The Coming Debate in Congress Over Going to War in Syria
What kind of authorization will president Obama be asking Congress for in regards to Syria? If this draft language is any indication, Obama will be asking for a resolution to allow for a wide range of contingencies.
Moon of Alabama has a post up titled Obama’s Carte Blanche War Resolution, where some specific language is highlighted and interpreted:
“as he determines to be necessary and appropriate” ==> no limits apply
“in connection with” ==> as everything is connected …
“or deter the use or proliferation” ==> by whatever means
“to .. other state .. actors” ==> target Iran
“or components of or materials used” ==> from corrugated steel to petroleum products
“protect … or its allies and partners” ==> the Zionists
“against the threats posed” ==> includes non-use but assumed existence of such weapons
We are in very dangerous territory here. Some people think Obama secretly doesn’t want to fight this war, and is therefore using an atrophied Congress to get him out of the “Red-line” trap he set for himself.
A more likely interpretation, backed by the draft language of this resolution, is that Obama knows Syria is not Libya, not only in its ability to respond to a unilateral attack from the United States, but also in its ability to compel involvement from its regional supporters, Iran and Russia. Getting Congress to sign off on war plans will insulate Obama when the football-watching masses realize WWIII just went hot.
That is not hyperbole. Thanks to our decade of war in the Middle East, the region is an unmitigated disaster. Whatever limits the president will cite in the upcoming “debate” about a few punitive strikes is nothing but dangerous wishful thinking totally unmoored from reality.
The initial branding for this war with Syria was the humanitarian intervention label used to off Libya’s tyrant, and that is the justification the UK tried to use before Cameron got rebuffed by parliament. This Foreign Policy article describes why whatever happens in Syria will NOT be a humanitarian intervention under the R2P doctrine:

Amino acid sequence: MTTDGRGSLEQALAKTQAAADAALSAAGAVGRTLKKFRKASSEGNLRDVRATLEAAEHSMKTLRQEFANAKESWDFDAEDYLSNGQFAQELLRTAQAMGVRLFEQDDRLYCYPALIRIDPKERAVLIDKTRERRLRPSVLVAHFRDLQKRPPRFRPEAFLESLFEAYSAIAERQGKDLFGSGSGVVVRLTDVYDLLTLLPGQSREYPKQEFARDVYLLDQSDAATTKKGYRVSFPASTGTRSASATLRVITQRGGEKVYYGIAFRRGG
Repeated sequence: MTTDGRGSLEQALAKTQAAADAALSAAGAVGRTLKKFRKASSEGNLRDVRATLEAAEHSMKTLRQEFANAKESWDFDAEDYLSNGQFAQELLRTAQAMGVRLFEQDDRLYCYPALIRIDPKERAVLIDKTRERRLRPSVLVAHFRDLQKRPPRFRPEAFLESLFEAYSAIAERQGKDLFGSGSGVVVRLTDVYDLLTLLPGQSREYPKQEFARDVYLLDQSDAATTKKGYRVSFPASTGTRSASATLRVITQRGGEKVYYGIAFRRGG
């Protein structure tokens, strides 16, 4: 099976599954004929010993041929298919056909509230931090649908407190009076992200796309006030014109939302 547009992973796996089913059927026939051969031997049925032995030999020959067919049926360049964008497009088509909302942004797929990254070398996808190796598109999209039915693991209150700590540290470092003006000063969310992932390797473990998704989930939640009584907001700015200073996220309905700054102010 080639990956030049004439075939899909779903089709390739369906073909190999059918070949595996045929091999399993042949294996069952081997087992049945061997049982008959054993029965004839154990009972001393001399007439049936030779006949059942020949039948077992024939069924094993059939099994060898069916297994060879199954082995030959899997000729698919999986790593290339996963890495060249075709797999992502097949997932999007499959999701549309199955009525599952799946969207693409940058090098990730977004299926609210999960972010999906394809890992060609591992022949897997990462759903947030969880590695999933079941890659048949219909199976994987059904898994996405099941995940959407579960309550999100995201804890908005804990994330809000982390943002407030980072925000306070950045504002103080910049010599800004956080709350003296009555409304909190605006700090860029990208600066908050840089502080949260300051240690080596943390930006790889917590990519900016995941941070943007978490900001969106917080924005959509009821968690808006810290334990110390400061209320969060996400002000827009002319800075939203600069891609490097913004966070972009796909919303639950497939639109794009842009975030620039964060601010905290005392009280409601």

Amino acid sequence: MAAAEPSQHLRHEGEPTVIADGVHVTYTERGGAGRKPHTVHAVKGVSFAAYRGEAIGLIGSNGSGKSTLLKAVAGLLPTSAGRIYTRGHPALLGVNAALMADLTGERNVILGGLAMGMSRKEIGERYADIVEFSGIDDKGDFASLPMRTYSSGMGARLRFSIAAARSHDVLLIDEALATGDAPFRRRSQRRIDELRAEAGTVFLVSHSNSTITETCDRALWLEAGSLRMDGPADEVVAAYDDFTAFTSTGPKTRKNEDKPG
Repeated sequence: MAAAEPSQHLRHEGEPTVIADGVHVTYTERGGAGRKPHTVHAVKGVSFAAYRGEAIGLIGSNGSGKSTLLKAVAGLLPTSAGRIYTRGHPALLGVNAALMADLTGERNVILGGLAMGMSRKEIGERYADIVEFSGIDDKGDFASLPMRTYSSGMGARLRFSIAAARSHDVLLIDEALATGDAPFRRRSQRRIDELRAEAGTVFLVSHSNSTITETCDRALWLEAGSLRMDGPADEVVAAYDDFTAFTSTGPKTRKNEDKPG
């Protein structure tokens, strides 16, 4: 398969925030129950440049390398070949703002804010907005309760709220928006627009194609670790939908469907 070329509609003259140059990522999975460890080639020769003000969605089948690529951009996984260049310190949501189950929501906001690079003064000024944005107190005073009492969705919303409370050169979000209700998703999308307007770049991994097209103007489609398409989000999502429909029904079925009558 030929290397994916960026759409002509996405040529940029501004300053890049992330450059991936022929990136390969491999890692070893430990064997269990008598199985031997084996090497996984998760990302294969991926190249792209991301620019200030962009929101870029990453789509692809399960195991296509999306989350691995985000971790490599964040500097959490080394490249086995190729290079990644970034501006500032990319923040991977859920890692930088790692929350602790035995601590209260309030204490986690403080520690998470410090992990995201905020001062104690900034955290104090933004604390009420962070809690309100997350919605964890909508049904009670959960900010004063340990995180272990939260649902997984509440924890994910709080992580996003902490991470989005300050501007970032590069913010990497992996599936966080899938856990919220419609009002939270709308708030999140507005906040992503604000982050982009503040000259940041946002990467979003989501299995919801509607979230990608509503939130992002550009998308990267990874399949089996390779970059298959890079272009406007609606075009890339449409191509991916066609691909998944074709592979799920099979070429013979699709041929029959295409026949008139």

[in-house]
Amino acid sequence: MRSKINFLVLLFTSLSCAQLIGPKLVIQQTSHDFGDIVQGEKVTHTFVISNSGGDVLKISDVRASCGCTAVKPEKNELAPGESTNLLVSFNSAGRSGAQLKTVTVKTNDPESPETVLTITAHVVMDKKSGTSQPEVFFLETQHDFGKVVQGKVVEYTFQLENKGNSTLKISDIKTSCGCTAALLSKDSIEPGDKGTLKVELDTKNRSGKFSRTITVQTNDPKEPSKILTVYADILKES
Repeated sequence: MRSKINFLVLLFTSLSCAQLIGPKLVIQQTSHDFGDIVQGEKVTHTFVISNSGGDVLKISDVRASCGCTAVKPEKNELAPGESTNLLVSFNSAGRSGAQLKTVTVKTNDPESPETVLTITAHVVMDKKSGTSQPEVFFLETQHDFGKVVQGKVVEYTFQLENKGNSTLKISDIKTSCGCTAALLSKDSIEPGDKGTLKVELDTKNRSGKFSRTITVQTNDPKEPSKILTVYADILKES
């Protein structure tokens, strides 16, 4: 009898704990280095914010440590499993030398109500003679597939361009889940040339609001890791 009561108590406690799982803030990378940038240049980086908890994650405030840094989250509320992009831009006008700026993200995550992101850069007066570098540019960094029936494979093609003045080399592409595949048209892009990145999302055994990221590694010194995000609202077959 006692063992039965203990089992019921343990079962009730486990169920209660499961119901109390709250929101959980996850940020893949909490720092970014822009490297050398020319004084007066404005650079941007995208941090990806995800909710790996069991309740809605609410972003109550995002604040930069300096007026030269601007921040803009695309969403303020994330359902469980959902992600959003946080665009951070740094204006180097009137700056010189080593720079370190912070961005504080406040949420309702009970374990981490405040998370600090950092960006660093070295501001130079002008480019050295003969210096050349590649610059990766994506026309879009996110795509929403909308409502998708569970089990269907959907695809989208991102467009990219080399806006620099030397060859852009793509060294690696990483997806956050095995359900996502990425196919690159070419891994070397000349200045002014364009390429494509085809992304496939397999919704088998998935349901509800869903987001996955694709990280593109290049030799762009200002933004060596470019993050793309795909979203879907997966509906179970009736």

In its failed bid to convince Parliament to support airstrikes against Syria, the British government issued a statement on Thursday, Aug. 29, outlining its legal justification for military action. In doing so, it claimed that its position is consistent with an emerging international norm of “humanitarian intervention.” Indeed such a norm, while not yet codified in international law, has begun to take shape in recent decades, evidenced in both international documents and the practice and rhetoric of governments. Britain’s legal position, however, inadequately reflects these international understandings about the “responsibility to protect.” Although it’s now largely moot, if the British position had been authorized by Parliament, it would have risked dangerously undercutting this emerging and still fragile norm, while simultaneously threatening the U.N. Charter regime. It is thus noteworthy that U.S. Secretary of State John Kerry chose not to mention “humanitarian intervention” in his remarks on Friday, focusing instead on the need to enforce a taboo against chemical weapons. This makes sense, since the military campaign being proposed would not meet the standards by which humanitarian interventions are judged.
Another example that undermines using R2P as a justification for war is the attempt by the US to derail the UN investigation: